The Undertake (1988) is underwhelming

Whilst this 1988 film has nothing to do with the most successful persona of Mark Calloway, of the great wrestlers of all time, it does have a lot of the hallmarks of professional wrestling of this era. Bad acting, weak camera, incredibly cheap tricks, a near-incomprehensible plotline, and the audience constantly having to work to maintain the willful suspension of disbelief are all on show here. The end result is something that is utterly unenjoyable as intended, and only marginally fun as a beguiling slice of bad cinema.

The basics of it are very basic. Joe Spinell is the titular character, who runs and funeral home and goes around killing people. Mostly it’s women and mostly it’s in unpleasantly quasi-sexual manners. The reasons for this are either because he was born bad, or because he’s being possessed by a horror movie, or because he needs the cash. Over the course of the movie, he mostly looks dodgy as hell, mumbles drunkenly, and sweats a lot.

The film-within-the-film is better than the actual movie, so it features in the trailer

Oh yeah, and all those murders we talked about. These turn up about every 10 minutes and are overly-staged attempts at Giallo, with a mixed bag of results. Mostly the ideas are more effective than the execution, especially when there is obviously speed-up footage involved, and you’ll end up going “eeeewww” before chuckling at the ineptitude. By what in most films would be the final act (this movie isn’t big on conventional concepts of storytelling) they feel like a contractual obligation, only adding to the snarkable content.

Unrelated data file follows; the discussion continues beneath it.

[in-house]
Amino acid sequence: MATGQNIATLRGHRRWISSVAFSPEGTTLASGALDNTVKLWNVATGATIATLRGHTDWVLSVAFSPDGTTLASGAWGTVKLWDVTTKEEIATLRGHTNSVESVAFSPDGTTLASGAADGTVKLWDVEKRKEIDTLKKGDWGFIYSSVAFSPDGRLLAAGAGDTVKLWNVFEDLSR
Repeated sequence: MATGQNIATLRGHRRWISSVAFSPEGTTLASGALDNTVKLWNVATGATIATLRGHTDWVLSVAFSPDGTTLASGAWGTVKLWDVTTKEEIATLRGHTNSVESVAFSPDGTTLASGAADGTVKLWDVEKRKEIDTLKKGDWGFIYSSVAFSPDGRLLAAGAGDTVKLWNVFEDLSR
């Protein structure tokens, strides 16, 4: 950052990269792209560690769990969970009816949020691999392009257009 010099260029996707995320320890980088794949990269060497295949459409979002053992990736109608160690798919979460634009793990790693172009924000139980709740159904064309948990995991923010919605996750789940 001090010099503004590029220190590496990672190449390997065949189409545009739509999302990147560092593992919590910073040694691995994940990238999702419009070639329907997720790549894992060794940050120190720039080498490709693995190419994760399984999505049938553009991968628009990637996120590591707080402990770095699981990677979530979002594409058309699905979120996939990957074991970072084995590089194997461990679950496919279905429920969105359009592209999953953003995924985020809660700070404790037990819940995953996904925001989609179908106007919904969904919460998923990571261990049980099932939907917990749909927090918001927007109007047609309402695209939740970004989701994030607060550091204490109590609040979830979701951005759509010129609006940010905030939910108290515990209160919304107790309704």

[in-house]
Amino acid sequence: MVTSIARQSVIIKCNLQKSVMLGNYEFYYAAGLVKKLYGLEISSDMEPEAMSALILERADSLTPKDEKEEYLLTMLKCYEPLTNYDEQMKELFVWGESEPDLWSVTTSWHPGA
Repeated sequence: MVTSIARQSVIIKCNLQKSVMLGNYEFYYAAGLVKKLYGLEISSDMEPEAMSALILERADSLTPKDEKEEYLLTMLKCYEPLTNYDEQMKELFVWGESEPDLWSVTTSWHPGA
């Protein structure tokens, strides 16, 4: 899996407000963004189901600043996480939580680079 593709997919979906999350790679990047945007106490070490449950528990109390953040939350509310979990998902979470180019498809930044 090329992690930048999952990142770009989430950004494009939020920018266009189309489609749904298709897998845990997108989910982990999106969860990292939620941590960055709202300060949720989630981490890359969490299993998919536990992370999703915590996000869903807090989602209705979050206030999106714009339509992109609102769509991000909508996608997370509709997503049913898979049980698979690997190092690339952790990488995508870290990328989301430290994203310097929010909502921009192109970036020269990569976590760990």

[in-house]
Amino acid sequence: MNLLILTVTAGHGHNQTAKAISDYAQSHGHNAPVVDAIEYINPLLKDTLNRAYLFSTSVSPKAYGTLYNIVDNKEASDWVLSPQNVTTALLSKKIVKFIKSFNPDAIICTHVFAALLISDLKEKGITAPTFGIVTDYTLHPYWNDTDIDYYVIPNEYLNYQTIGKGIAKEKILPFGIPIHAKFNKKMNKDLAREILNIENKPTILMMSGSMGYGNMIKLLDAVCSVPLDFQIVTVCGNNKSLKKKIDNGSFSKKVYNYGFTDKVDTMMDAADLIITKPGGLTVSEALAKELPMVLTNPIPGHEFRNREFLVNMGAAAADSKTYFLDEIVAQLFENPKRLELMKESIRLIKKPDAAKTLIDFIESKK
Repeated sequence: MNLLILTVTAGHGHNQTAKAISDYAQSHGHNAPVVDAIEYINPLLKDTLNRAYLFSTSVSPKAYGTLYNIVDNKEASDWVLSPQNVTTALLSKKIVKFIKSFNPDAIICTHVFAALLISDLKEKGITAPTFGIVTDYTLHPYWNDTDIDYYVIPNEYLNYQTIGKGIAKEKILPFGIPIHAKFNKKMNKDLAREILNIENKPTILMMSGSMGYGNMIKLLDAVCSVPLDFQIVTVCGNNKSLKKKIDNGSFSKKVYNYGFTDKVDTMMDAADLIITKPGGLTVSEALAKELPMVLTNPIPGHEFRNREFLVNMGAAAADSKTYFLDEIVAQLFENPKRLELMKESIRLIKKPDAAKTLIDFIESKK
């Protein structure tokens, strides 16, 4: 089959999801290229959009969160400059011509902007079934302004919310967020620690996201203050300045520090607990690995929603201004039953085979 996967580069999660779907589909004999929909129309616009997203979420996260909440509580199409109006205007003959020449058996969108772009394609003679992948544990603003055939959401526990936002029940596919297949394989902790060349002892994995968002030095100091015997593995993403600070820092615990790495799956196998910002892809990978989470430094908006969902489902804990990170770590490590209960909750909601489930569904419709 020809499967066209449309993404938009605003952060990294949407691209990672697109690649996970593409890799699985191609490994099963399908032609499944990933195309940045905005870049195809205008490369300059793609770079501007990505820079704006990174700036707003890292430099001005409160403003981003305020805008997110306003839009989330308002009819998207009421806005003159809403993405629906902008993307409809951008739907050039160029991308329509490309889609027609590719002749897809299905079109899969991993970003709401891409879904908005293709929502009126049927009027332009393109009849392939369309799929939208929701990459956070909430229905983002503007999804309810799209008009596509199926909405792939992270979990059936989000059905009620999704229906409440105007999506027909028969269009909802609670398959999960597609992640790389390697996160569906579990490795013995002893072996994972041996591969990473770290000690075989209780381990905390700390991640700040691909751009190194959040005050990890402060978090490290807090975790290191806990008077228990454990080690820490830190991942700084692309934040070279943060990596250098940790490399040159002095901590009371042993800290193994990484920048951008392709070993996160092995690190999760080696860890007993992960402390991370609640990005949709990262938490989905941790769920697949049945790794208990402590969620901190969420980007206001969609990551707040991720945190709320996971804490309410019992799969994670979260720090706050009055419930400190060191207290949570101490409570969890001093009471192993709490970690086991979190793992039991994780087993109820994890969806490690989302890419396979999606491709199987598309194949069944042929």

“Mrs Robinson, are you trying to seduce me?”

The victims are mostly young students from the local university, and who all just happen to be in the Necrophilia 101 class. They’re keen on sex, pretty attractive, and have the basic acting skills that meant we speculated this was co-shot with a porno. They’re well versed in ignoring the blindingly obvious, willfully walking into obvious traps, and screaming with their boobs out that the core audience of people who aren’t sure if they want to kill or kiss them will be conflictingly aroused throughout. I can’t remember any specifics of the individuals, but then the script treated them as interchangeable lumps of flesh to be violated so it’s not surprising. However, unlike Spinell, the undercard cast all do appear to be trying their hardest.

“You need to leave now… I must do terrible things…”

The rest of the film is inept filler material, with a lot of nods to trying to make the film look bigger than it is. One of the tricks it loves to use is the foley track to find the lack of cast. This just about works when they make a single person at a desk appear to be in an office, by putting them in a corner, tightly framing the shot, and then playing non-specific hubbub sounds. Far less successfully is when they choose a one-shot set up the main victims walking through a courtyard to simulate a busy uni campus, and play the sounds of a whole American Football match over the visual after the characters have gone. There are also a range of long parking and driving away sequences, which are always the hallmark of quality time padding.

“And then I said “Did I leave the gas on?” “

The film was a “lost movie”, having never had a cinematic release and only coming out as a bootleg in 2010. Whilst people are free to speculate why this was, the fact that it’s absolute Trash suggests it’ was because the producers decided to cut their losses rather than fear of releasing something that could undermine the very fabric of society. It has few, if any, redeeming features and manages to feel 10 years older than it actually is. It’s bad due to an outright lack of effort from the producers, and no amount of youthful optimism from the newcomers cast can get around that.

The Raggedyman

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